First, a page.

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Deep Purple - Nobody's perfect  CD (album) cover


Deep Purple



2.83 | 86 ratings

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Prog Reviewer
2 stars Because of its title one could think that it is the supporting tour of "Perfect Strangers", but no : the Purple will start this tour just after the release of "The House Of Blue Light" in January 1987. This record is a collection of songs recorded during several concerts in Europe and the US between May and September 1987. Therefore it lacks in continuity.

Several outputs exist for this work making it difficult (or expensive) for the fan. One example : all versions feature "Child In Time". But its lenght will vary from 6'10 to 10'35" ! The inclusion or not of "Bad Attitude", "Dead Or Alive" and "Space Truckin".

The traditional opener of Mark II is there again : "Highway Star" : shorter than the original version, it seems to be accelerated (as if it was necessary) ! This is an OK version but surely not the best available (specially the intro, which I just adore normally). "Strange Kind Of Woman" seems to get the same treatment. On top of that, was it necessary to include the theme "Jesus-Christ Supertar" in the middle of the "dialogue" Gillan - Blackmore we all know ? My answer is : NO.

"Perfect Strangers" is fabulously rendered. It's the best track so far.

Next track is introduced that way : there's nothing personal; It has nothing to do with sex or anything like that, I'm not that kind of guy... great tits... this one is about this unmanageable woman, it's called "Hard Lovin' Woman". Still, the lyrics are quite explicit :"She didnt wear nothing but a smile, Upon her face, Licking her lips but I had the taste, Her temperature was rising, I was coming to the boil, Her fires were burning, She was pouring on the oil" This is a great track which does not have the recognition it deserves. A highlight here.

"Knocking At Your Back Door" is quite extended : after a smooth piano intro, we get some Tcha´kovsky notes to relax. Jon start a little jazz jam on his own (like he was used in "Lazy") and after four minutes, the song finally starts. "Child In Time" is good but nothing from the other world here.

"Lazy" starts with a heavy jam (quite unusual). It was always Jon's moment to render some classic work. Weird. It takes 1'30" for the true "Lazy" to begin. It last a total of just over five little minutes. On top of that, the band seems really in a hurry (it is the third song they speeded up with no reason). The whole song is reduced by half. Wrong idea.

With this version of "Black Night", we'll have to get used to the "Ho, Ho, Ho, Ho, Ho, Ho,Ho, Ho, Ho, Ho, Ho, Ho, Ho, Ho,Ho, Ho" from the crowd. I REALLY do not like this (hearing it of attending one of their concert). The track as such is superbly rendered.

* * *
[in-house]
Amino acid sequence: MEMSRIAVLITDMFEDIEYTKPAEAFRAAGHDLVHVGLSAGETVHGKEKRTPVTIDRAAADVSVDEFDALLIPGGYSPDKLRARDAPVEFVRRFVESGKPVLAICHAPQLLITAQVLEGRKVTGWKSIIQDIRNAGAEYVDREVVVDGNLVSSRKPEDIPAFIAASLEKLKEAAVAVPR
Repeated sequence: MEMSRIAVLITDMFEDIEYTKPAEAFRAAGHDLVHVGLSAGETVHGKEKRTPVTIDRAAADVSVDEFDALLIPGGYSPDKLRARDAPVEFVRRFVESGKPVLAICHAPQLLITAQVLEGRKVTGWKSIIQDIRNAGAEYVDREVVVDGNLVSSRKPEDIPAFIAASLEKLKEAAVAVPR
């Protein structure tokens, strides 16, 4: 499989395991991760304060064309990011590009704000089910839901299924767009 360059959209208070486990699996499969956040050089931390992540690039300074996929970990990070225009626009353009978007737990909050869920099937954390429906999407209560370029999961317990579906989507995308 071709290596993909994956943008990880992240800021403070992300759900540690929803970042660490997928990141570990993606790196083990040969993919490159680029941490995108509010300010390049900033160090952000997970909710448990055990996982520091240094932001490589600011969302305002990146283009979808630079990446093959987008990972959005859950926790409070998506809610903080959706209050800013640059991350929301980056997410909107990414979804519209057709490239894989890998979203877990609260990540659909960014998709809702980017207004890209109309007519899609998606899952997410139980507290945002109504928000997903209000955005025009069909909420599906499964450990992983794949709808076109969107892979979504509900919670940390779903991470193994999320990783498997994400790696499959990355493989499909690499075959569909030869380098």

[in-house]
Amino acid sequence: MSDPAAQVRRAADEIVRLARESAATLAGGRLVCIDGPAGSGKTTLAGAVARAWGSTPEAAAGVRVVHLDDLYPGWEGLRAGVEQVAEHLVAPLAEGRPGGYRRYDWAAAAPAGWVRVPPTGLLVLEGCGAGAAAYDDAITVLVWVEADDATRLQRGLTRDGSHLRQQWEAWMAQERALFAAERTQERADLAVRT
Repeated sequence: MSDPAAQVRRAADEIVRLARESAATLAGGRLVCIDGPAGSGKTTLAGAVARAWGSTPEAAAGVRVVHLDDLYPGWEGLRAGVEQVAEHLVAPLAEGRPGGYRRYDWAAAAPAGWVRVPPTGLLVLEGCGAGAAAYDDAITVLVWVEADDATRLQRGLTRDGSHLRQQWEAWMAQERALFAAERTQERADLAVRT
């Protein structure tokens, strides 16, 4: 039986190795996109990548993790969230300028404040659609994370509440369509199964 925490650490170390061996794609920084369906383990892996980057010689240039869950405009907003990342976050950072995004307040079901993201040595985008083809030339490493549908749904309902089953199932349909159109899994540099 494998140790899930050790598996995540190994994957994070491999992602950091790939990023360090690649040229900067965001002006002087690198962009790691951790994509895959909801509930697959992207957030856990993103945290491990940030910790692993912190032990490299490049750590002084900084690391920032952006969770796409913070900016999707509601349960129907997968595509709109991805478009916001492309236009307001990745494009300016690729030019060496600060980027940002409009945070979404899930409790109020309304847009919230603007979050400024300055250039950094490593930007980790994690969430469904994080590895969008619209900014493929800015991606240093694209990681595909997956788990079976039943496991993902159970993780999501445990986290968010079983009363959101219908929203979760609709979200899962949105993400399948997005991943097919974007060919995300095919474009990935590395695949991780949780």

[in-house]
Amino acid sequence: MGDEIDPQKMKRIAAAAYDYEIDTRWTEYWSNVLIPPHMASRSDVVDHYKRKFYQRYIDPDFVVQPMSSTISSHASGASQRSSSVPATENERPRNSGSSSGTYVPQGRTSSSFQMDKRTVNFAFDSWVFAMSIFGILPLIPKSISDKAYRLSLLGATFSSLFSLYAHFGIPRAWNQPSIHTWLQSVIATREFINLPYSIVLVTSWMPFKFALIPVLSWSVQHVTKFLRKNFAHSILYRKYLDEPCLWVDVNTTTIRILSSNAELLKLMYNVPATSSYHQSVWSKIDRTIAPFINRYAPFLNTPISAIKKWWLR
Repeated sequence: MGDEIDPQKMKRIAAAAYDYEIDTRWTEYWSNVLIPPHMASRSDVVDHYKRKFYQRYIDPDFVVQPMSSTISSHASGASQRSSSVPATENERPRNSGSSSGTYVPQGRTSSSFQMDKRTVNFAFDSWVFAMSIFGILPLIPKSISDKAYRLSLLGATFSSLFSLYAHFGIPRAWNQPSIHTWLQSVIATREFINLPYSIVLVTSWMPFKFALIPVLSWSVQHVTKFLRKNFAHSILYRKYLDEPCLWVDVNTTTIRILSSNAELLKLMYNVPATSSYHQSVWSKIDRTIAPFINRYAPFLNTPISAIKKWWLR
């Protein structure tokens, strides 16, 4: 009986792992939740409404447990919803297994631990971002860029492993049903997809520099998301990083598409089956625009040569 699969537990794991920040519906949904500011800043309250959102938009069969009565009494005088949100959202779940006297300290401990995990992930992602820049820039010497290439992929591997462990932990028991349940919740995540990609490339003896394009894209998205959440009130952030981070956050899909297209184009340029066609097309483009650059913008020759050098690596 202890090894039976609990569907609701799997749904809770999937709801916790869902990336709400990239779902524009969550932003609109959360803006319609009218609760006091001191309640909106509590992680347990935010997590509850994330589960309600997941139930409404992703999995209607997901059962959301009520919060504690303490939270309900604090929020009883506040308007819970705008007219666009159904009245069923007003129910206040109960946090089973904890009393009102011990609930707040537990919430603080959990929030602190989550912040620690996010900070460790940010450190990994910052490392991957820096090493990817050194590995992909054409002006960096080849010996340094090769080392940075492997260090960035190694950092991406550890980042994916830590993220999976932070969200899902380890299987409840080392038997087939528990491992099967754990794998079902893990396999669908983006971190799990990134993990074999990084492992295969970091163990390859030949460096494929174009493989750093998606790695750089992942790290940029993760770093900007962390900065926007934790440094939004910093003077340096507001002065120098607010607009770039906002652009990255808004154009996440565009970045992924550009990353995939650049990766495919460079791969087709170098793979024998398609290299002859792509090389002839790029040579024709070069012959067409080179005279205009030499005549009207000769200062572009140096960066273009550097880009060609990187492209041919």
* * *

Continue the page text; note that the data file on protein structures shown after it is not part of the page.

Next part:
The Purple brings us back to emasculation with "Woman From Tokyo" : an intro that has little to do with the original (fifty seconds), a portion of the track (1'30") and a "finale" combining traditional numbers (as Mark III did with "Smoke" or "Highway") and a Gillan's talk about Buddy Holy which ends in a total indifference. This is completely useless.

Since "Smoke" has never been a fave of mine (you can read what I thought about it in my "Machine Head" review) and that it seems impossible from those days onwards (I am suffering every time I see the Purple live - next time on my agenda will be in May 2007 in Antwerp) to avoid the audience participation I just skip it regularly. The final part of it is a thanks message to the audience (I could identify the source of this recording thanks to it : it was recorded in Oslo (May 23rd) because Gillan is referring to people having made such a long way to come to the concert (even from Trondheim, he says). As you have understood, it is not a highlight for me.

"Hush" closes the list but it is a studio recording... This review refers to the original CD release (1988). The extended version contains "Dead Or Alive", "Space Truckin" and "Bad Attitude".

With this live album, it seems that the Purple wanted to leave the stage as soon as possible. Some numbers are shortened excessively (altough they have always extend some of them on stage - too much at times) or performed too fast. There is of course no trace from some great songs from the Mark III or IV era (Burn", "Mistreated" or "You Keep On Moving"). I have never understood Gillan's reluctance in singing those ones. Since he sings "Hush" from Mark I, he could have done it for some other great Mark's ones... Two stars.

ZowieZiggy | 2/5 |


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